Gene Detroyer

I will not be so presumptuous as to predict beauty market trends. I can only reflect several second-hand comments by women I know. Paraphrasing the most relevant ones: “I haven’t worn make-up in three months. It is so freeing.”

If this is a trend, it does not bode well for the beauty business.

Shikha Jain
Both issues are challenges to be sure, but both can be addressed; some companies have already made timely adjustments. Besides Ulta’s online try-on, Bobbi Brown’s virtual consultations are quite popular and address the gap that the make-up counter used to fill. Beauty sellers will need to recreate that experience online in order to draw in consumers — both the loyal, engaged segment and new or casual shoppers. As virtual reality and e-commerce continue to see innovation and online shopping becomes even more regular, beauty companies that are willing to test creative solutions can benefit. Those who have relied on a single or traditional sales model will have to invest in omnichannel, and fast. As far as product demand, beauty companies may be surprised to find that where typical makeup products have seen a decrease, others more suited to an at-home lifestyle may be exactly what consumers are looking for. Where the old demands have dropped off, savvy sellers can meet — or create — new ones. Assortment is the key. Take the 29 percent of… Read more »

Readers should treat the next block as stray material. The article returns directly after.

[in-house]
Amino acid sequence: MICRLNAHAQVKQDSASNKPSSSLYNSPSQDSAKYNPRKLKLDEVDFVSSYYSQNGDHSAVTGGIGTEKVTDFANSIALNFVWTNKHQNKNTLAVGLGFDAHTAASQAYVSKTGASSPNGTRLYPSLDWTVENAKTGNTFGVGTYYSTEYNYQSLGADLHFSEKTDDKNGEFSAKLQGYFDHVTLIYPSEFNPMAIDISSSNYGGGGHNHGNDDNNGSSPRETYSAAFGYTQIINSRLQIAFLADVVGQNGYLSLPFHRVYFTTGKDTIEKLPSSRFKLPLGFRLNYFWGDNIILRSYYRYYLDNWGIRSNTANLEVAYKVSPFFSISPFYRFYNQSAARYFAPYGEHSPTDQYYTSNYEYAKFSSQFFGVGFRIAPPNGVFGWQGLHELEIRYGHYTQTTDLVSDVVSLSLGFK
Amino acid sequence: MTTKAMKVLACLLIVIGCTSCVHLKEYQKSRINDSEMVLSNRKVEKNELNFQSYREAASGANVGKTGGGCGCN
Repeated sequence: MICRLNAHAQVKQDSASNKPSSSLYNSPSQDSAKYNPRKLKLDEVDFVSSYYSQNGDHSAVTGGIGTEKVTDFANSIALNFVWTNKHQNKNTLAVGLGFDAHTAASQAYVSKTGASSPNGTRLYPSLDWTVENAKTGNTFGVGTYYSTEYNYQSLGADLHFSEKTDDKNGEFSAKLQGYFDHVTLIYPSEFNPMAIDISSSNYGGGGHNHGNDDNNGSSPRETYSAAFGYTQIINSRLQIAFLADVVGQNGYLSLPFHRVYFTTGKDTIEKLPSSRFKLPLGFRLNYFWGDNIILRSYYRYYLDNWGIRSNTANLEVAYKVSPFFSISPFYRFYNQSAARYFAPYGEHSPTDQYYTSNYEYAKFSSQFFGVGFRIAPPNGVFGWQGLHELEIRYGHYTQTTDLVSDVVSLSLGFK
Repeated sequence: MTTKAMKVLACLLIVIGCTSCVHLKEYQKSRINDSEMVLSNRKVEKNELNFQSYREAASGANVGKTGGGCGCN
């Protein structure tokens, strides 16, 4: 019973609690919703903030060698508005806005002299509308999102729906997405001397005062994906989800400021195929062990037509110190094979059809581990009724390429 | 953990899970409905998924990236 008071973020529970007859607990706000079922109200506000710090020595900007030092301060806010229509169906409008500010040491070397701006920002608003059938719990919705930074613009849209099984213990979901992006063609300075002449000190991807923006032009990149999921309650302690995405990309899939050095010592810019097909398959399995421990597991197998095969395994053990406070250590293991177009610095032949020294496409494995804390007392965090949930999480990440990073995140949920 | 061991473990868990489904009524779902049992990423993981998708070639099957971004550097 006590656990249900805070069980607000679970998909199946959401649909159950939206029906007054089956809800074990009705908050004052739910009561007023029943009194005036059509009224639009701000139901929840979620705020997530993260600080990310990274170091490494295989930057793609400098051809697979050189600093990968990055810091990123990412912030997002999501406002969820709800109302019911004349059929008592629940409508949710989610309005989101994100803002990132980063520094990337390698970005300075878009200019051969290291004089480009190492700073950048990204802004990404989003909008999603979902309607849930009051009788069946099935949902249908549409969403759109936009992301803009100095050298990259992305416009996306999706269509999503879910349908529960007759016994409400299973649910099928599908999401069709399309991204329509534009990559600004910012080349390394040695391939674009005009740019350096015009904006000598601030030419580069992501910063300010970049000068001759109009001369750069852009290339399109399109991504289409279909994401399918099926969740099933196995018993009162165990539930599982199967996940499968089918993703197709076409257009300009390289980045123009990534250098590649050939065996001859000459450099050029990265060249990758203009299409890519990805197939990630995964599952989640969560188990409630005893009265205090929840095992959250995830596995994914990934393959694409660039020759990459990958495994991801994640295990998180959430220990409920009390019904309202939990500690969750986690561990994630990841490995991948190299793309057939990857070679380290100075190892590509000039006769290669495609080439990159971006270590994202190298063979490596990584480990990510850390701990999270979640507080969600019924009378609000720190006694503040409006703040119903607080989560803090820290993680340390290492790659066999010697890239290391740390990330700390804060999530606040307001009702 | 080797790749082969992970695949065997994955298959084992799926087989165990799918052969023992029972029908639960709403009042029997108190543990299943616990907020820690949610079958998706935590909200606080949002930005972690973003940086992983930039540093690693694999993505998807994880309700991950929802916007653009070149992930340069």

Craig Sundstrom

My two cents worth is that the close proximity of clinicians (to people’s faces) is the real danger here — as opposed to surface transmission — but anyway: “47 percent of respondents wearing less makeup … 21% wearing no makeup.” So apparently, somewhere between a quarter and two thirds decrease in demand. I can’t imagine anything being more of a challenge than that … a true OMG! moment.

"While 'make-up' has taken a hit, 'personal care' definitely has not."
"Where the old demands have dropped off, savvy sellers can meet — or create — new ones. Assortment is the key."
"What’s the point of putting on make-up when you have to wear a mask?"